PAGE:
0. MISREPRESENTING A UK JUDGE?

UK's Senior District Judge Howard Riddle ruled Dewani will get a fair trial in South Africa.

UK’s Senior District Judge Howard Riddle ruled Dewani will get a fair trial in South Africa.

Not content with misrepresenting the South African prosecution case and the witnesses against Dewani, Jeremy Vine has crossed a red line in what appears to be a statement misrepresenting the UK’s Senior District Judge and Chief Magistrate.

At 57m32sec of the BBC Panorama programme, Vine says:

In July a British judge ruled that while not yet fit to plead he should return to South Africa where there are no juries to stand trial. He’s appealing.

By reporting his statement in one continuous highly ambiguous thread of the same sentence, Vine appears to be suggesting that it is the judge who made reference to there being “no juries”.  By then referring immediately after that statement with “He’s appealing”, Vine implies that is the ruling Dewani is appealing.

Senior District Judge Howard Riddle made no reference whatsoever to there being “no juries” in South Africa at any time during his judgment in July 2013.  The whole hearing and judgment related to Dewani’s fitness, nothing else.

Here is a full copy of the judgment of July of 2013:
http://www.judiciary.gov.uk/Resources/JCO/Documents/Judgments/govt-south-africa-v-dewani.pdf

Vine appears to be insinuating that a non-jury system would yield an unfair trial.

UK’s Senior District Judge Howard Riddle ruled in August 2011 that Dewani will get a fair trial in South Africa.

“I have complete confidence in the South African system of justice. I have been provided with a statement from Rodney de Kock, the DPP for the Western Cape Provincial Division of the High Court of South Africa. He has summarised the relevant constitutional rights underpinning the independence of the judiciary, the separation of powers and the framework of the constitutional law, particularly as it applies to criminal proceedings. His statement confirms the independence of the courts; the constitutional guarantee of a fair trial; that fair trial rights are enforceable; that the burden of proof is “beyond a reasonable doubt”; and that the court gives reasons for its decisions. The defence has not disputed the fairness of the South African judicial system. “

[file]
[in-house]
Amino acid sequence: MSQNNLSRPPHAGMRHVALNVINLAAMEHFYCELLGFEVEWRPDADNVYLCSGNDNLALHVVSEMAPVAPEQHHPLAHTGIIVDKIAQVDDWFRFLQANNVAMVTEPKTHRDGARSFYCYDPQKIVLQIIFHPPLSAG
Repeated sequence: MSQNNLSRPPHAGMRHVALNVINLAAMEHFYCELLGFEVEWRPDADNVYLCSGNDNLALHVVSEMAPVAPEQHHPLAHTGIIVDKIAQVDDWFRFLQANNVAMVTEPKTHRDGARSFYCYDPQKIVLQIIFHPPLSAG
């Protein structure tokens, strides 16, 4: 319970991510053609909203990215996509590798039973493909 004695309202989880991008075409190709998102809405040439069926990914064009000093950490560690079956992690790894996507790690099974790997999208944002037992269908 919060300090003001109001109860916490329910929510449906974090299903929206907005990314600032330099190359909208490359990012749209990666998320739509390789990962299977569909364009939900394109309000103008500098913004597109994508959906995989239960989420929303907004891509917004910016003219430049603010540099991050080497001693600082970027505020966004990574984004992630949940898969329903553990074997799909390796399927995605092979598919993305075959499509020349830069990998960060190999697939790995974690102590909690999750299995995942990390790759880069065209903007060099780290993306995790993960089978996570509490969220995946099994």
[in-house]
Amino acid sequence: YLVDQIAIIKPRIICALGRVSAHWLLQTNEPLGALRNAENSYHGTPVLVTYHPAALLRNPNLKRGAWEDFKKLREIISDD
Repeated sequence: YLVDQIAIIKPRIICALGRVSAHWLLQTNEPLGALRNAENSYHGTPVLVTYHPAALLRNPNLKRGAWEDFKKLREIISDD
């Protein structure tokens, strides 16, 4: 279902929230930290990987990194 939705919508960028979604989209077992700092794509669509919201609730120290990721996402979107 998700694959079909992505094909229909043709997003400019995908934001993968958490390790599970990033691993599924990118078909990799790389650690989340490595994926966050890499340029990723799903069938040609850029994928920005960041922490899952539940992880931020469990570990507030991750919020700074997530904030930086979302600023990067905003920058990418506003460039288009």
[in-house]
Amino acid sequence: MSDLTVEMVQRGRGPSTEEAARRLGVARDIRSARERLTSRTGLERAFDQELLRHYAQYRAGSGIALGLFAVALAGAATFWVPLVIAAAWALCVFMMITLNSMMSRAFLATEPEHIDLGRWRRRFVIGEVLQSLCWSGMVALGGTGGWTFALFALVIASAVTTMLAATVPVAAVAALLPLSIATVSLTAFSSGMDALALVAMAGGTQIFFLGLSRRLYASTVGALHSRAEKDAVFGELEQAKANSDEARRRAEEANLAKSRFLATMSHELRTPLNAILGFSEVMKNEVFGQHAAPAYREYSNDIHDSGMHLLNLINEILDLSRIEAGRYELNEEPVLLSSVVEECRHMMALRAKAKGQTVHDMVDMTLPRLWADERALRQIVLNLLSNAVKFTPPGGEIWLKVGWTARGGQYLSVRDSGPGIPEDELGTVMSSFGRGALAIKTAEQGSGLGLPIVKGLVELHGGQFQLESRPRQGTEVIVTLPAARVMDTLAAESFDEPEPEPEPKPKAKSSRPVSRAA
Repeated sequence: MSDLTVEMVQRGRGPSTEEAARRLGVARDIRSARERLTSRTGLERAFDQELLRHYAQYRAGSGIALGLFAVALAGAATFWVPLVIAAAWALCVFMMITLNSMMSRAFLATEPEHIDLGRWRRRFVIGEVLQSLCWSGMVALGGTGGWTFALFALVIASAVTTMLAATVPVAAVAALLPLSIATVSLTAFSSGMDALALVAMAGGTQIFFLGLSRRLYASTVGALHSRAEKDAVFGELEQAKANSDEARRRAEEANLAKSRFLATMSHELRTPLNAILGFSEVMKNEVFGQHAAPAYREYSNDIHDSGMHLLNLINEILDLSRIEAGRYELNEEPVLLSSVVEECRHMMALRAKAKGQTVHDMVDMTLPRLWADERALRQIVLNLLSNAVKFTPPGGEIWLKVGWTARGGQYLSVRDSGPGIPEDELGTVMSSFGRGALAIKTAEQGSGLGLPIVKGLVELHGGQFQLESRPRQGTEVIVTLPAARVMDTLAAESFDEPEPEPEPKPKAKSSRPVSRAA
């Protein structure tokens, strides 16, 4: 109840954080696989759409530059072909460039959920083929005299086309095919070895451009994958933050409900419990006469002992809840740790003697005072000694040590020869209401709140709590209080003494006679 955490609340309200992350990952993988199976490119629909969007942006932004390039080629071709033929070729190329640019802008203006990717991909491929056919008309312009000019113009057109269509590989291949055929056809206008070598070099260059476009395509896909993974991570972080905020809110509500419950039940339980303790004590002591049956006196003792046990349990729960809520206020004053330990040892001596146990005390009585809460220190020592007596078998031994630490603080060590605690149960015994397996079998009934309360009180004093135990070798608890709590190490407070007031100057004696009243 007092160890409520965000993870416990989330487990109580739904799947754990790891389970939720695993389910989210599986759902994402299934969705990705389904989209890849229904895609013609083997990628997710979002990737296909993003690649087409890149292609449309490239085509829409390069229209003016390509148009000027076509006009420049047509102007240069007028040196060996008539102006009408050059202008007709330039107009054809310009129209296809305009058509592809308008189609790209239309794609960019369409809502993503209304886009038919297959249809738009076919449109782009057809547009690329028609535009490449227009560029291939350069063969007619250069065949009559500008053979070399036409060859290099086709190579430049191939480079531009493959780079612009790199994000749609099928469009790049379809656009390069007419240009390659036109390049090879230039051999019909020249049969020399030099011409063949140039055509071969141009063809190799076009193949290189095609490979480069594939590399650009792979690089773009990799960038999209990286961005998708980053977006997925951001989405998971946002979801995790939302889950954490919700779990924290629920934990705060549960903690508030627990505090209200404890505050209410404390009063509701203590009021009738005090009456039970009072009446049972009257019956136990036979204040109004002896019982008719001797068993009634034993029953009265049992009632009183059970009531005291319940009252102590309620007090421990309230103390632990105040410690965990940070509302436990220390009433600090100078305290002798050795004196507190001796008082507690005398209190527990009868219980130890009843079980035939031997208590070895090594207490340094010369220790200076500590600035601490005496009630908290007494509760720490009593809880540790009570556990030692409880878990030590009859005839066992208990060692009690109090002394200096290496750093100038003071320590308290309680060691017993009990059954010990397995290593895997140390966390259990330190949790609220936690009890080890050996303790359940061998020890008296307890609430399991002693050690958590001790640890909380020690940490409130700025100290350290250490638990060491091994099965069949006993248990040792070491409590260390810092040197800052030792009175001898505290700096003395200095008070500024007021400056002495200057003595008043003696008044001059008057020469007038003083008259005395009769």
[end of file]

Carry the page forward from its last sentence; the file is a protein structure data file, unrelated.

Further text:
In his judgment of 10th August 2011, the UK’s Senior District Judge said: “In South Africa any trial of these allegations will be heard by a judge, almost certainly sitting with two lay assessors. The assessors themselves may well be experienced in the law. It is common ground that South Africa provides a fair trial process.

http://www.judiciary.gov.uk/Resources/JCO/Documents/Judgments/gov-sa-v-dewani-judgment2.pdf

Furthermore, at no point in the hearing that led to the July 2013 judgment did Shrien Dewanis lawyers make any reference to there being “no juries” in South Africa. They had already accepted from previous hearings that Dewani would get a fair trial.

Even the UK High Court’s judgment in March 2012 confirmed Dewani’s lawyers position: “It was not contended that he would not receive a fair trial.

http://www.judiciary.gov.uk/Resources/JCO/Documents/Judgments/gov-south-africa-v-dewani-judgment.pdf